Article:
Concept Innovation in the Software Industry: 1990-2002
Elizabeth G. Pontikes
University of Chicago - Booth School of Business
January 1, 2016
Chicago Booth Research Paper No. 12-61
This study investigates concept innovation, when firms create new market category labels to differentiate their products. Data suggest that concept innovation is frequent. But little is known about its antecedents. This study proposes that concept innovation depends on both a firm’s technological inventions and constraints from existing classification. Firms that develop technologies that combine elements across market categories are more likely to engage in concept innovation – when categories are constraining. But when a firm’s categories are lenient, the relationship breaks down and leniency itself leads to concept innovation as firms attempt to resolve ambiguity in the environment. Results support hypotheses in a longitudinal analysis of concept innovation for 4,566 firms and 456 market categories in the software industry between 1990 and 2002.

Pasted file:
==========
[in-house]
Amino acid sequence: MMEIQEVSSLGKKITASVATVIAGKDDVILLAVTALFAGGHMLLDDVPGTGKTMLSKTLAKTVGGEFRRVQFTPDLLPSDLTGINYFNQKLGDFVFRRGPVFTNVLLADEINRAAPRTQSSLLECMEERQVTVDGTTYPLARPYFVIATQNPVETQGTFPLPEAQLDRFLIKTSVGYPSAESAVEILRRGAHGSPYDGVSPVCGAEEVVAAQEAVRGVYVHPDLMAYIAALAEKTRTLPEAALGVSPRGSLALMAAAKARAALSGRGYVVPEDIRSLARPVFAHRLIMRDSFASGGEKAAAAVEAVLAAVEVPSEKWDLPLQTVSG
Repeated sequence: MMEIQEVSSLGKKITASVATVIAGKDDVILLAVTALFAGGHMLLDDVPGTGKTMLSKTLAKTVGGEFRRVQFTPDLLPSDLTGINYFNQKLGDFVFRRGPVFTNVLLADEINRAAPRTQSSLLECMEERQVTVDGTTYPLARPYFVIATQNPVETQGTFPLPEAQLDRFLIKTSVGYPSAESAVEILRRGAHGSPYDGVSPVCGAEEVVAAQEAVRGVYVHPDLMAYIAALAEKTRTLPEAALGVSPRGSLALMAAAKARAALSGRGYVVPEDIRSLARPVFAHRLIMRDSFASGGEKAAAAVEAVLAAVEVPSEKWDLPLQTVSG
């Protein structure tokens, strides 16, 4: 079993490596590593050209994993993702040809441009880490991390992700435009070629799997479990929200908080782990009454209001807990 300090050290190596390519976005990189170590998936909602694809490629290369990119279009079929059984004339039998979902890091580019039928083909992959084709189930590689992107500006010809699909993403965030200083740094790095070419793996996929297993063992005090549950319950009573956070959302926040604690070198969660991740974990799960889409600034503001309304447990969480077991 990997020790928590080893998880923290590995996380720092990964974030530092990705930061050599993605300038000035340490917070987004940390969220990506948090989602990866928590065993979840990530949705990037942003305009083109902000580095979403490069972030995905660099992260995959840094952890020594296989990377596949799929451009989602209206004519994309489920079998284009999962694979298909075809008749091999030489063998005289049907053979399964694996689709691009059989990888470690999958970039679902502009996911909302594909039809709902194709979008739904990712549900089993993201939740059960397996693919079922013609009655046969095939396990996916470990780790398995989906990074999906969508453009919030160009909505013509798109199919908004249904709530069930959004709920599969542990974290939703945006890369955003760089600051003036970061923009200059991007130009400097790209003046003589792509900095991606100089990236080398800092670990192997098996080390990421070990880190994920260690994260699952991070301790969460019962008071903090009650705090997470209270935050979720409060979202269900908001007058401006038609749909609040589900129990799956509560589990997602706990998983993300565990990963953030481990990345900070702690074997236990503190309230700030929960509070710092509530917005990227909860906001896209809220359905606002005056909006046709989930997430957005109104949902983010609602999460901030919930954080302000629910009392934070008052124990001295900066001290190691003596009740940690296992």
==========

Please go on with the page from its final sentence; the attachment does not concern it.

Number of Pages in PDF File: 53
Keywords: Concept innovation, concepts, invention, innovation, categories, labels, classification, leniency, constraint, software
Date posted: December 19, 2012 ; Last revised: June 9, 2016
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